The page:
>>>> clear and to give us a standard way to automatically check the
>>>> constraints. The high-level language should have an RDF 
>>>> but could also have other serializations that are easier to author.
>>> IMHO,
>>>> Turtle is easy to author, but other syntaxes could be more compact. A
>>>> complete solution would also provide a way to drop down into SPARQL
>>> syntax
>>>> so you can describe arbitrary constraints.
>>> I agree, and believe SPIN ticks most of these boxes already. When you
>>> instantiate SPIN templates you basically end up with the same syntax 
>>> the RDF representation of ShEX. And assuming that a standard library 
>>> templates exists (including templates to represent cardinality and 
>>> frequently needed concepts) then SPIN is also a *declarative* model 
>>> can be queried without even knowing SPARQL. The declarative triples of
>>> the SPIN template calls can be queried just like any other ontological
>>> data to drive user interfaces (selection of widgets) etc.
>>> Just to re-iterate here is how an example SPIN template call looks 
>>> in Turtle
>>> :Issue
>>>     spin:constraint [
>>>         rdf:type spl:ObjectCountPropertyConstraint ;
>>>         arg:maxCount 1 ;
>>>         arg:property :reportedBy ;
>>>       ] ;
>>> It would be trivial to define a template just for that use case, and
>>> reformat it so that it becomes
>>> :Issue
>>>     spin:constraint [ a ex:Maximum-one ;  ex:property :reportedBy  ] ;
>>> which is hopefully easy enough to edit. In the snippet above,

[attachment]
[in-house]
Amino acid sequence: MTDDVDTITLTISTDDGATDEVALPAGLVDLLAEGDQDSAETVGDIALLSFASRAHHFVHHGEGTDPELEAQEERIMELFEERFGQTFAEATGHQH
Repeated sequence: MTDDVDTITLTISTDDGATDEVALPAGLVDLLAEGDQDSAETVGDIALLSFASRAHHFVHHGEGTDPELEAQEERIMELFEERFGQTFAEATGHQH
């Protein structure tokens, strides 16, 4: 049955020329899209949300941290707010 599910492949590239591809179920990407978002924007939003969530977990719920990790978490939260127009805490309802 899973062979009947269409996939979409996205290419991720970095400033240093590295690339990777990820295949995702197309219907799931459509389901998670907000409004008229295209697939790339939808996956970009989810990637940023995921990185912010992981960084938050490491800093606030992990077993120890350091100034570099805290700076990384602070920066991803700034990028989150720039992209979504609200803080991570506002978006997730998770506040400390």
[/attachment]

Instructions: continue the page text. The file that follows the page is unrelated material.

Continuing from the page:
>>> ex:Exactly-one would be a SPIN template that defines the actual SPARQL
>>> query to execute via spin:body. I believe this mechanism combines the
>>> flexibility of SPARQL with the simple declarative syntax of RDF 
>>> SPIN is self-describing and therefore extensible to any constraint
>>> patterns needed in the future, and it grows with the evolution and
>>> adoption of SPARQL.
>>> I do wonder what this working group would do if SPIN had already been 
>>> W3C standard (and not just a member submission). Would this have 
>>> anything?
>>> FWIW I would strongly recommend to encourage an RDF-based 
>>> over yet another custom syntax. This information "belongs" into the
>>> ontology together with the class and property definitions, and should 
>>> shared as such. Other languages also require new parsers and just add 
>>> to the learning curve. A good example of what *not* to do with a W3C
>>> standard has been the OWL/XML syntax introduced in OWL 2 - it only 
>>> to fragmentation and additional implementation costs (even Jena 
>>> support OWL/XML).
>>> Holger

Received on Monday, 14 July 2014 13:06:47 UTC